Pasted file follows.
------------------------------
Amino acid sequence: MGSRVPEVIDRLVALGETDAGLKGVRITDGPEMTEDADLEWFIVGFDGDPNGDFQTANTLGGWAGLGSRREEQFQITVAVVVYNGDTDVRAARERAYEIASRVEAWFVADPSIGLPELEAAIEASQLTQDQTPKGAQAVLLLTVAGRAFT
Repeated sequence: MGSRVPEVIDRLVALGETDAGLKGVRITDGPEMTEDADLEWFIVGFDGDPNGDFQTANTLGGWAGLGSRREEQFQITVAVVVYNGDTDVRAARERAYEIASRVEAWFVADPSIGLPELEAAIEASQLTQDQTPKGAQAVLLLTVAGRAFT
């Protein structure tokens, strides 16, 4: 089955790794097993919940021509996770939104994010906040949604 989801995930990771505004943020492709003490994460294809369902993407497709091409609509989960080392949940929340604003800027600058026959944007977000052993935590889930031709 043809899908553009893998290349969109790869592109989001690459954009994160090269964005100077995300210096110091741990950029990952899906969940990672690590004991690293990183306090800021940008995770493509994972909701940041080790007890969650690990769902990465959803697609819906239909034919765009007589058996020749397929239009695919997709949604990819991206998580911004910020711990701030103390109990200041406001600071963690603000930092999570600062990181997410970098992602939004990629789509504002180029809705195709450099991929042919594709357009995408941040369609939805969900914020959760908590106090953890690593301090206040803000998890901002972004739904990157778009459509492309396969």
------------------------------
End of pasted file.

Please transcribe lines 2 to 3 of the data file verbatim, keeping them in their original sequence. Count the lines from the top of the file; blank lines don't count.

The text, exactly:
Repeated sequence: MGSRVPEVIDRLVALGETDAGLKGVRITDGPEMTEDADLEWFIVGFDGDPNGDFQTANTLGGWAGLGSRREEQFQITVAVVVYNGDTDVRAARERAYEIASRVEAWFVADPSIGLPELEAAIEASQLTQDQTPKGAQAVLLLTVAGRAFT
């Protein structure tokens, strides 16, 4: 089955790794097993919940021509996770939104994010906040949604 989801995930990771505004943020492709003490994460294809369902993407497709091409609509989960080392949940929340604003800027600058026959944007977000052993935590889930031709 043809899908553009893998290349969109790869592109989001690459954009994160090269964005100077995300210096110091741990950029990952899906969940990672690590004991690293990183306090800021940008995770493509994972909701940041080790007890969650690990769902990465959803697609819906239909034919765009007589058996020749397929239009695919997709949604990819991206998580911004910020711990701030103390109990200041406001600071963690603000930092999570600062990181997410970098992602939004990629789509504002180029809705195709450099991929042919594709357009995408941040369609939805969900914020959760908590106090953890690593301090206040803000998890901002972004739904990157778009459509492309396969």